Biker's Paradise: Fruita & the Colorado National Monument

For the kind of cycling fanatic that travels with more than one bike, the far western part of the state offers up a perfect convergence of two-wheel opportunities.

By: Staff Writer
Updated: February 27, 2024

Experience the mountains, high desert, sheer cliffs and plateaus with a Fruita mountain-biking adventure and a road-bike circuit through the Colorado National Monument.

Day 1: Fruita

This welcoming Western Slope town borders on obsessed when it comes to mountain biking. Known for hundreds of miles of world-class trails and considered by many as the best biking spot in the state, Fruita offers thrilling dusty-trail and slick-rock rides for beginners to pros.

If you’re craving a fun intermediate ride, start out on some of the 18 Road trails just north of Fruita. The Chutes and Ladders trail traverses the breathtaking Bookcliffs that shoot up in rectangular slabs from the hard-packed valley floor. Earn your downhill bursts (chutes) with some grueling climbs (ladders). Neighboring Zippity Doo Da is as whimsical as its name, with intense swooping downhills and technical singletrack lines ripping through the desert landscape in an 8-mile loop.

Or, for an advanced ride, head 5 miles west of Fruita to the expert Kokopelli Trail and take on rock obstacles, killer climbs and ridge-hugging turns with huge drop-offs and canyon views. Less intimidating and great for beginners, Mary’s Loop is a tamer section of the Kokopelli trail system, with incredible scenery and bird’s-eye views of the Colorado River.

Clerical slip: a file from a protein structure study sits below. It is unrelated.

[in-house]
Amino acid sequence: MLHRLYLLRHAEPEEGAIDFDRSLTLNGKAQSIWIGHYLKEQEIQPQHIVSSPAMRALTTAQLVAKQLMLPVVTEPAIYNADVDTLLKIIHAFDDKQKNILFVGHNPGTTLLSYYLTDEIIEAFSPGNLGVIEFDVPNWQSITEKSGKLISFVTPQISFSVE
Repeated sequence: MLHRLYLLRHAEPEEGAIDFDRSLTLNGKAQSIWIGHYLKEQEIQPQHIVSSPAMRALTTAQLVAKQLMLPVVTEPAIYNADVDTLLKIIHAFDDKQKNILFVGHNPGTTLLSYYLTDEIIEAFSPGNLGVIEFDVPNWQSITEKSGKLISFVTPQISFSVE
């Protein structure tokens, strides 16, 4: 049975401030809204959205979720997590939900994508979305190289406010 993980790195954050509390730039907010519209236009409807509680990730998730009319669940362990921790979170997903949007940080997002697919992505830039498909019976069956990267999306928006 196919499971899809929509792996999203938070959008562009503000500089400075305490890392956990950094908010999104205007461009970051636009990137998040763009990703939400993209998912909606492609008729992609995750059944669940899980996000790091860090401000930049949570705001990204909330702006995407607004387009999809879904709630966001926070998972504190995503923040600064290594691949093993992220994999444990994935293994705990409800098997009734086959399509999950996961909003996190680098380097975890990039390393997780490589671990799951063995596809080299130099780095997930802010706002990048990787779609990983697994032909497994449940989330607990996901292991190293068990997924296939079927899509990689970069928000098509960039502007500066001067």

Find more information about mountain biking in Fruita

Check out our Colo-Road Trips itinerary: A Kid-Friendly Weekend Biking in Fruita

Day 2: Colorado National Monument

Nicknamed "Tour of the Moon" by road-bikers who traversed its undulating and other-worldly circuit in the famous 1980s Coors Classic bike races, the monument shares the same wondrous natural phenomenon status as the Grand Canyon and Utah’s Arches National Park. Rock plateaus and steep canyons make it a popular climbing, biking and hiking destination.

To get there, drive 3 miles south of Fruita on Hwy. 340 to the west entrance. Stop by the visitor center (4 miles up from the entrance) and learn about the 32-square-mile monument’s history and geology.

Spend the day pedaling paved Rim Rock Drive. Be sure to pack lots of water for this 23-mile journey through the semi-desert climate and keep your eyes peeled for bighorn sheep, coyotes, eight types of lizards, golden eagles and other natives. Gauge your level of fitness and ambition for the day and choose how far you’d like to go. If you decide to ride the entire circuit, keep in mind the route joins with connecting roads for a grand 33-mile loop.

Bike single-file and switch on required bike lights through tunnels along this high-traffic roadway. Take in the rugged solitude as you travel alongside time-carved rock layers that are nearly 2 billion years old. The challenging route invites low gears and patient climbing with lots of breaks for photo ops. Catch your breath at scenic overlooks such as Artists Point and Devils Kitchen, and don’t miss the stunning purple-gray Bookcliffs and vast flat-topped Grand Mesa.

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